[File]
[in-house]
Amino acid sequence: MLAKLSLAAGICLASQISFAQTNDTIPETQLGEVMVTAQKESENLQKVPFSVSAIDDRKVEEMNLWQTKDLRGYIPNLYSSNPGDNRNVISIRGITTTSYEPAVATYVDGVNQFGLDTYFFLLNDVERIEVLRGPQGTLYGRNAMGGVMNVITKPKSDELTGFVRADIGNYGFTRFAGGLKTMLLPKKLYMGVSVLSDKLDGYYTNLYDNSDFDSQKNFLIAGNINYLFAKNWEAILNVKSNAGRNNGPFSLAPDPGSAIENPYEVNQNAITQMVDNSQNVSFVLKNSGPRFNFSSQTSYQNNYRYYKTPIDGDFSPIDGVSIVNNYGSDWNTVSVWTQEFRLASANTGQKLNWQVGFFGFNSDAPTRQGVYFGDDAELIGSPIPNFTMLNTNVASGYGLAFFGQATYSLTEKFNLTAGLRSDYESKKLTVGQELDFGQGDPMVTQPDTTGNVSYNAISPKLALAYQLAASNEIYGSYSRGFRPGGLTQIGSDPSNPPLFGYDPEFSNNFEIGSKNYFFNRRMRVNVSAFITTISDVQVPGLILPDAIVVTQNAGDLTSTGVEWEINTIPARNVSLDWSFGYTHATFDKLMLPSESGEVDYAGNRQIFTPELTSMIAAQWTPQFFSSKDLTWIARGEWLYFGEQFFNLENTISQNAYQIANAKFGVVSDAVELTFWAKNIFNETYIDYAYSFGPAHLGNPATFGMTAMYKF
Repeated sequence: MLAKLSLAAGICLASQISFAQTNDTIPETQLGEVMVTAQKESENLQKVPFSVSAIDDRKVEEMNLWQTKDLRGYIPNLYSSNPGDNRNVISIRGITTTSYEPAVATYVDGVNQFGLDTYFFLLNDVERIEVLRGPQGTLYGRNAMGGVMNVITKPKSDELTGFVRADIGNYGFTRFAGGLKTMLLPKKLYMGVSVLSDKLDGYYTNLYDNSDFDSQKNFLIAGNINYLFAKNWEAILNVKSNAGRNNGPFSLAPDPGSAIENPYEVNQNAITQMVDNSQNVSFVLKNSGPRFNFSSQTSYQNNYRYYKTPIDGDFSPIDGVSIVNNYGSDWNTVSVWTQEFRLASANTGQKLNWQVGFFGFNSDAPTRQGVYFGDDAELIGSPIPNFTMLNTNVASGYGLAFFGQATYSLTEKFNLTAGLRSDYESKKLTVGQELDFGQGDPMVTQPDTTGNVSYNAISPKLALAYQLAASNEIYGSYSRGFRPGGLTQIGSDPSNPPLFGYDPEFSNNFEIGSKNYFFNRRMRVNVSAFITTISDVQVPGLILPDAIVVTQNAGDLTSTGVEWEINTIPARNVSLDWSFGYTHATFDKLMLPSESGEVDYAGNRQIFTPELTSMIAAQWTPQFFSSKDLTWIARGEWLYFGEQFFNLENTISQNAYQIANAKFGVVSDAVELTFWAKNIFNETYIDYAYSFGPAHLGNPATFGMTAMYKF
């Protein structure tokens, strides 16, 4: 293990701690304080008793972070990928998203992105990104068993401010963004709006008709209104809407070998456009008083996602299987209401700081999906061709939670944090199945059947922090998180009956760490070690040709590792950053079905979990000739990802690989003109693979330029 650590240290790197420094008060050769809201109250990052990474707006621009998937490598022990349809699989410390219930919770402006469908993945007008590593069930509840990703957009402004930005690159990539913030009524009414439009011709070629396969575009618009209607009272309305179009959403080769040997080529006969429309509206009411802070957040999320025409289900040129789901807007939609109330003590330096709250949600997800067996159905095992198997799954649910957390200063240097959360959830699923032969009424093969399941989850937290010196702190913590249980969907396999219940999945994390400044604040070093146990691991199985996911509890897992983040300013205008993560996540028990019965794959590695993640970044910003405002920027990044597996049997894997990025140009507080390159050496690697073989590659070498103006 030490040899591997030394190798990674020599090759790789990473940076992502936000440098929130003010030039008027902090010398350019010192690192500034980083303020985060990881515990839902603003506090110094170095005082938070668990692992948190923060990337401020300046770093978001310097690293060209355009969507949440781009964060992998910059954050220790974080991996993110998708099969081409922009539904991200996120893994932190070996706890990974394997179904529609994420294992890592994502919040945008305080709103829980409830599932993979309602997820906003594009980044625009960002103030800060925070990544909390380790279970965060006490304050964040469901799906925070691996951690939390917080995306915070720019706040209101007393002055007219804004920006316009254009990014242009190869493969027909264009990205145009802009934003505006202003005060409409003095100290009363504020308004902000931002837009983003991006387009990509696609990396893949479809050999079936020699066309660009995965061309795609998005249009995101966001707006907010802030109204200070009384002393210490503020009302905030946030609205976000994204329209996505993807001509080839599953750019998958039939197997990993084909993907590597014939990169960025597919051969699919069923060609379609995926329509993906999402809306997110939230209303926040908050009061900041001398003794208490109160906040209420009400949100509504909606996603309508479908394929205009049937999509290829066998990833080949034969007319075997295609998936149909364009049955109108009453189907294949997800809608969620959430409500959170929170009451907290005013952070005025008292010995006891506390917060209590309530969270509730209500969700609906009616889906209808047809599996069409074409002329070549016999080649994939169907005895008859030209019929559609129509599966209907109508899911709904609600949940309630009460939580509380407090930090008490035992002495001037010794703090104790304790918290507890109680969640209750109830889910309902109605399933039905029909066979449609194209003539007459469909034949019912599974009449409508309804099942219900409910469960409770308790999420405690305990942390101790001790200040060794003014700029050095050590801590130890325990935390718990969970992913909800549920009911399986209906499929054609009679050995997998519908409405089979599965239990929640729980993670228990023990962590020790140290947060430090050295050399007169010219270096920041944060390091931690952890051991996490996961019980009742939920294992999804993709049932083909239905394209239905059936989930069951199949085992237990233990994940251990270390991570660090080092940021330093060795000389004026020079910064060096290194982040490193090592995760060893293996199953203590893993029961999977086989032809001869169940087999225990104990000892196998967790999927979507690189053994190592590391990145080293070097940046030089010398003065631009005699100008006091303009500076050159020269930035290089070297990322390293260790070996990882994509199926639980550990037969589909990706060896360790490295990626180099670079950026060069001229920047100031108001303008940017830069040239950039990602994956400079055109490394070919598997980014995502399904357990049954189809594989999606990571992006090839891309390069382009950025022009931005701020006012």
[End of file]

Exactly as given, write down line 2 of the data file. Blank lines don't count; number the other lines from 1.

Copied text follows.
Amino acid sequence: MLAKLSLAAGICLASQISFAQTNDTIPETQLGEVMVTAQKESENLQKVPFSVSAIDDRKVEEMNLWQTKDLRGYIPNLYSSNPGDNRNVISIRGITTTSYEPAVATYVDGVNQFGLDTYFFLLNDVERIEVLRGPQGTLYGRNAMGGVMNVITKPKSDELTGFVRADIGNYGFTRFAGGLKTMLLPKKLYMGVSVLSDKLDGYYTNLYDNSDFDSQKNFLIAGNINYLFAKNWEAILNVKSNAGRNNGPFSLAPDPGSAIENPYEVNQNAITQMVDNSQNVSFVLKNSGPRFNFSSQTSYQNNYRYYKTPIDGDFSPIDGVSIVNNYGSDWNTVSVWTQEFRLASANTGQKLNWQVGFFGFNSDAPTRQGVYFGDDAELIGSPIPNFTMLNTNVASGYGLAFFGQATYSLTEKFNLTAGLRSDYESKKLTVGQELDFGQGDPMVTQPDTTGNVSYNAISPKLALAYQLAASNEIYGSYSRGFRPGGLTQIGSDPSNPPLFGYDPEFSNNFEIGSKNYFFNRRMRVNVSAFITTISDVQVPGLILPDAIVVTQNAGDLTSTGVEWEINTIPARNVSLDWSFGYTHATFDKLMLPSESGEVDYAGNRQIFTPELTSMIAAQWTPQFFSSKDLTWIARGEWLYFGEQFFNLENTISQNAYQIANAKFGVVSDAVELTFWAKNIFNETYIDYAYSFGPAHLGNPATFGMTAMYKF